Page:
June 1, 2016.
Whole school on lockdown.
These are the words that filled my news feeds and text messages this morning as I sat in my final Econ lecture (hopefully ever). I felt helpless sitting in my desk just listening to my professor talk about the 2008-09 recession. I could not help but repeatedly refresh my news feeds, looking for any and every update on what the heck was happening at UCLA.
I immediately texted a friend to make sure he was okay. He replied in the next minute or so, but it was one of the most stressful ninety seconds of my life. Luckily, he was a good ways away from the building where the student was roaming. I learned after class from a plethora of Facebook posts that the other acquaintances I have at UCLA were all safe. Thankfully.
The official story says the event was a murder suicide, shooter an engineering student getting his PhD and the shootee a mechanical and aerospace engineering professor, William Klug. It all occurred within a few hours: on lockdown sometime around 10 am, off lockdown by 12:45 pm.
While all this was going down, I heard from multiple Cal Poly students that there was an armed person in our library. My first thought was that this was happening all over the state in public universities. Administration quickly shut down the rumors by having the police search the enitre library and sending out an email and text assuring our safety. Maddie was there while they were searching, and she told us not to worry. After that briek period of panic, being a sitting duck in my lecure hall, I returned to worrying about those in Westwood.
Like always, we do not appreciate what we have in life until it is gone–or until we almost lose it. This professor will not get to go home to his children, and they will not quite understand what is happening at first. They will not grasp their father not being able to tuck them into bed anymore or coach them in Little League. He did not wake up this morning with the intention to be shot and killed, so he probably was not thinking about his last words to his family. A routine “I love you” and out the door, maybe. He means it, obviously, but that’s just it: it is routine, almost as if unthinking.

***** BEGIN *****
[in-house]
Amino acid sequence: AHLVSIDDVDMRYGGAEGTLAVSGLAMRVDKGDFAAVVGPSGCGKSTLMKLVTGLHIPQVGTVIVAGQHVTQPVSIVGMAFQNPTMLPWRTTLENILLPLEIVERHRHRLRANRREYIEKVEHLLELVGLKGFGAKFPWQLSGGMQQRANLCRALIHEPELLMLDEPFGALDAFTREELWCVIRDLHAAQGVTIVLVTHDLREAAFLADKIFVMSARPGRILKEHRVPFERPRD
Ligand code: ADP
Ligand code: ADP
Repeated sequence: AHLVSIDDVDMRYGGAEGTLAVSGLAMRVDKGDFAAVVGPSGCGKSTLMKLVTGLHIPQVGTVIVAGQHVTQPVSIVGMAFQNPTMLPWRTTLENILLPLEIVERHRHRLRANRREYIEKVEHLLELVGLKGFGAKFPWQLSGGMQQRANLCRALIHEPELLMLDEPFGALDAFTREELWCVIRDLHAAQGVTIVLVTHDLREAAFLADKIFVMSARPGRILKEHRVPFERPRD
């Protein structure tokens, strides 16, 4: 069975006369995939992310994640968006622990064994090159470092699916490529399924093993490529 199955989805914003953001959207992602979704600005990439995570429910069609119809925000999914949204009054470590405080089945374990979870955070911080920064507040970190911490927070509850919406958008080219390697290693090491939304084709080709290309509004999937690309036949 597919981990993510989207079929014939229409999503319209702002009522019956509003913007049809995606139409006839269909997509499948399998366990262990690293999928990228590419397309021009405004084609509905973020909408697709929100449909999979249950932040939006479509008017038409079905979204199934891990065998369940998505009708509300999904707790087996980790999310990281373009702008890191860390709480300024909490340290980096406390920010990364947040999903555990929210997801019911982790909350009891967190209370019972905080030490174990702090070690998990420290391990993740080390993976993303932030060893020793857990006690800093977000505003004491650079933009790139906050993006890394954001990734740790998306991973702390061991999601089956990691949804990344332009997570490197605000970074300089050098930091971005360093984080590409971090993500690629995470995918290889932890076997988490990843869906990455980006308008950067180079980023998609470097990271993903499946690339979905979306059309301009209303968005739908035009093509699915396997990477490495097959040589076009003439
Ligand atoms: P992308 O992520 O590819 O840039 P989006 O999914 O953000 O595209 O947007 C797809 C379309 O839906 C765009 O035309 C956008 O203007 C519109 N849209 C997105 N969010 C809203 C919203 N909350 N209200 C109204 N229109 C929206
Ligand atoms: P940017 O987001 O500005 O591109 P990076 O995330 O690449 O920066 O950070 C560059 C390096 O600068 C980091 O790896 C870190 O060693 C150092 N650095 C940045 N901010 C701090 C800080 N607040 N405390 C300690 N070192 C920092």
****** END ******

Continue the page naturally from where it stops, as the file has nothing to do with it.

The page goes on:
Because of these tragic incidents, I am incredibly grateful for all the wonderful people in my life. I try to express my gratitude in some sort of way as often as I can, like eating dinner on rocky ground with my “spooky” friends for Lo’s birthday and trying to watch the sunset (only all we got was fog). Those little moments spent laughing at old memories and wildly predicting new ones matter.
There only being two victims is definitely better than having more casualties, but it is no less sad or upsetting–or unsettling. Two victims that had whole lives ahead of them, cut short by a poor coping mechanism.
My heart goes out to their families, and I am praying that they find peace. This event makes me want to hug my friends and family a little tighter and thank them a little extra for everything they do for me. I would not be here without their love and support. There is always someone out there to remind you why this is all worth it: why we go to such great lengths to push forward when life gets hard, why we bulldoze through challenges to succeed, why we must be there for our loved ones as they have been there for us.
June 1, 2016.
Rent is due. Sorority dues must be paid. Marilyn Monroe would have been ninety. Lauren turned twenty. I had my last Econ lecture.
And a shooting at UCLA to remind me that life is short and precious and we must live wholly, not just rolling with the motions.